Sunday, January 28, 2018

Complying with CIP-013, Part 2: Lost in R1.1

This is the second in a series of posts on NERC CIP-013, the upcoming supply chain security management standard. In the first post, I tried to empty my head of everything I already knew (or had opinions on) about CIP-013, and tried to focus on just what was written in the standard itself. I started with the statement of the standard’s purpose, and tried to tease out of that some good pointers on what will be required to comply with the standard. Just analyzing this single sentence showed that complying with CIP-013 will be very different from complying with any previous CIP standard.

In this post, I will look at the requirements of CIP-013 (and they’re all pretty short!). Again, I’ll try to forget anything I know about the requirements or what has been said about them, since in the end all that matters is what is written in the requirements themselves.

Let’s start with R1, which reads:

R1. Each Responsible Entity shall develop one or more documented supply chain cyber security risk management plan(s) for high and medium impact BES Cyber Systems. The plan(s) shall include:

Of course, this is very different from almost all of the other CIP requirements, which require the entity to put in place specific security controls – configuration management, patch management, personnel risk assessments, etc. R1 requires the entity to develop a plan, period. Sure, the plan will need to include certain items to be listed later, but those items aren’t themselves the point of the requirement; the plan is. This isn’t new; there are two currently-enforced CIP requirements that are written in exactly the same way: CIP-003-6 R2 and CIP-010-2 R4. These are also plan-based requirements.[i]

And what is the purpose of the plan required in CIP 13 R1? It is “supply chain cyber security risk management”. In the first post in this series, I already emphasized the fact that the purpose of CIP 13 is risk management, not implementation of particular controls – so the fact that R1.2 lists six particular controls that need to be in place shouldn’t be taken to mean that your plan just needs to address these controls. Your plan needs to address the mitigation of supply chain cyber security risk in general, which is a much broader topic than these six controls.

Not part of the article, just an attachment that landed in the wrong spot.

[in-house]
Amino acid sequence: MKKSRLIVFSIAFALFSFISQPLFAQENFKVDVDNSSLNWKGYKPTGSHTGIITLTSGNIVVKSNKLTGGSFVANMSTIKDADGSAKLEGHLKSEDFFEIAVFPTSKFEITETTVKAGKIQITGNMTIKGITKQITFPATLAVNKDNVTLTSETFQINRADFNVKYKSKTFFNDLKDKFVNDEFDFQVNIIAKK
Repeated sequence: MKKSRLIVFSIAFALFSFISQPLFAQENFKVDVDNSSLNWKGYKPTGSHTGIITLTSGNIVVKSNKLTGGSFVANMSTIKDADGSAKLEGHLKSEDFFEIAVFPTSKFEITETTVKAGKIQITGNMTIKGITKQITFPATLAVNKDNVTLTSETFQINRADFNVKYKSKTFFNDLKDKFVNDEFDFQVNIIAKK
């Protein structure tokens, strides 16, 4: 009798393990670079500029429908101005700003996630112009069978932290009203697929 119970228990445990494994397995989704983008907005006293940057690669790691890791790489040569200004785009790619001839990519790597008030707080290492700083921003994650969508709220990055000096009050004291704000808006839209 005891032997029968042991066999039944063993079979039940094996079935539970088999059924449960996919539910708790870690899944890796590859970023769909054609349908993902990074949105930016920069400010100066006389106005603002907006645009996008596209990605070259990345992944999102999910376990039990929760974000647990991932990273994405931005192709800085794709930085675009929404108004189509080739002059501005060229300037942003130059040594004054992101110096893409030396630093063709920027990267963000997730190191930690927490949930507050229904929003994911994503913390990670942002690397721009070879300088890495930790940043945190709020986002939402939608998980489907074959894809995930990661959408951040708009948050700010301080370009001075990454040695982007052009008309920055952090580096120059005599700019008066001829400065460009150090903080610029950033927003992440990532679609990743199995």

Let’s continue with the two parts of R1. R1.1 reads:

1.1. One or more process(es) used in planning for the procurement of BES Cyber Systems to identify and assess cyber security risk(s) to the Bulk Electric System from vendor products or services resulting from: (i) procuring and installing vendor equipment and software; and (ii) transitions from one vendor(s) to another vendor(s).

Note that this is pretty curious wording. R1 left off with the words “The plans shall include:” This means that 1.1 should lay out something that must be included in the plan. Instead, 1.1 requires “one or more processes used in planning for the procurement of BES Cyber Systems to…” What does this mean? Concatenating these words with the end of R1 leads to:

“The plan shall include one or more processes used in planning for the procurement…”

Why should a plan include “processes used in planning”? This means that the plan should be for developing further plans. A plan should be for taking particular steps to achieve a particular goal, not for simply developing more plans. Wouldn’t it be simpler just to say the plan should include identification and assessment of cyber security risks to the BES from the two areas of risk listed? Why does there need to be this intermediate step of having “One or more process(es) used in planning…”?

To be honest, I’m not sure at the moment why these words are there; maybe a drafting team member (or someone else) can enlighten me on this.[ii] I recommend you ignore those words. In other words, I suggest you interpret this requirement part as if it were written:

1.1. Identification and assessment of cyber security risk(s) to the Bulk Electric System from vendor products or services resulting from: (i) procuring and installing vendor equipment and software; and (ii) transitions from one vendor(s) to another vendor(s).

If R1.1 were worded this way, what would an entity need to include in its plan in order to be compliant with this requirement? The plan would need to include steps to a) identify and b) assess risks to the BES from vendor products or services resulting from risk areas (i) and (ii).

What does this mean? First of all, I want to point out that item (i) really includes two risk areas, not one. Risks from procuring vendor equipment and software are very different from risks from installing vendor equipment and software. This means I would rewrite the part of the sentence after the colon as “(i) procuring vendor equipment and software; (ii) installing vendor equipment and software; and (iii) transitions from one vendor(s) to another vendor(s).”

Once we’ve made that change, I interpret R1.1 – if written as it is directly above – to require the following steps: